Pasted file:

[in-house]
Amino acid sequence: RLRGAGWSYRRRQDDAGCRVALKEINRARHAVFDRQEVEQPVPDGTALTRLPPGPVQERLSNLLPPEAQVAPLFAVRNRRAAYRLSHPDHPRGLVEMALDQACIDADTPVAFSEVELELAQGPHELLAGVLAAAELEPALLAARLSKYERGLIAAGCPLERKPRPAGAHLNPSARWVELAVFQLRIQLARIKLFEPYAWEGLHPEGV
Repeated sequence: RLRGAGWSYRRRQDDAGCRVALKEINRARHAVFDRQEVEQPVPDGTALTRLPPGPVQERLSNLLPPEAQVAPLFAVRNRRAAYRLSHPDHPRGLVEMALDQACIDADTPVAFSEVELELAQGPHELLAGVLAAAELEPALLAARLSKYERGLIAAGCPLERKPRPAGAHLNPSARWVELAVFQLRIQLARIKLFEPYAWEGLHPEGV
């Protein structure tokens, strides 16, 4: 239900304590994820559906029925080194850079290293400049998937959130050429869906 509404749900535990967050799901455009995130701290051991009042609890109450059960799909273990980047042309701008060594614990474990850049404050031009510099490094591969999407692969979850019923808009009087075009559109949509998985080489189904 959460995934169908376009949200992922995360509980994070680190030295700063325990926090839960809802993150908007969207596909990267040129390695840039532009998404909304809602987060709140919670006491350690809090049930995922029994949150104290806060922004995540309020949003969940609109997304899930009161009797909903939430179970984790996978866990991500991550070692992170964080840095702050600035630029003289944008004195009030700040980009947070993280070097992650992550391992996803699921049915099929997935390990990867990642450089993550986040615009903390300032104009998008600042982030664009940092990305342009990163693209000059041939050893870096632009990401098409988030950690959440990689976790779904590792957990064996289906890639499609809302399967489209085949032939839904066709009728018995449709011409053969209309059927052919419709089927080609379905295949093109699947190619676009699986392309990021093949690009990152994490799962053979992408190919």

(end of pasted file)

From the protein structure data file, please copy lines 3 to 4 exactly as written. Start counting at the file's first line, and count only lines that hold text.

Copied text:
Repeated sequence: RLRGAGWSYRRRQDDAGCRVALKEINRARHAVFDRQEVEQPVPDGTALTRLPPGPVQERLSNLLPPEAQVAPLFAVRNRRAAYRLSHPDHPRGLVEMALDQACIDADTPVAFSEVELELAQGPHELLAGVLAAAELEPALLAARLSKYERGLIAAGCPLERKPRPAGAHLNPSARWVELAVFQLRIQLARIKLFEPYAWEGLHPEGV
């Protein structure tokens, strides 16, 4: 239900304590994820559906029925080194850079290293400049998937959130050429869906 509404749900535990967050799901455009995130701290051991009042609890109450059960799909273990980047042309701008060594614990474990850049404050031009510099490094591969999407692969979850019923808009009087075009559109949509998985080489189904 959460995934169908376009949200992922995360509980994070680190030295700063325990926090839960809802993150908007969207596909990267040129390695840039532009998404909304809602987060709140919670006491350690809090049930995922029994949150104290806060922004995540309020949003969940609109997304899930009161009797909903939430179970984790996978866990991500991550070692992170964080840095702050600035630029003289944008004195009030700040980009947070993280070097992650992550391992996803699921049915099929997935390990990867990642450089993550986040615009903390300032104009998008600042982030664009940092990305342009990163693209000059041939050893870096632009990401098409988030950690959440990689976790779904590792957990064996289906890639499609809302399967489209085949032939839904066709009728018995449709011409053969209309059927052919419709089927080609379905295949093109699947190619676009699986392309990021093949690009990152994490799962053979992408190919």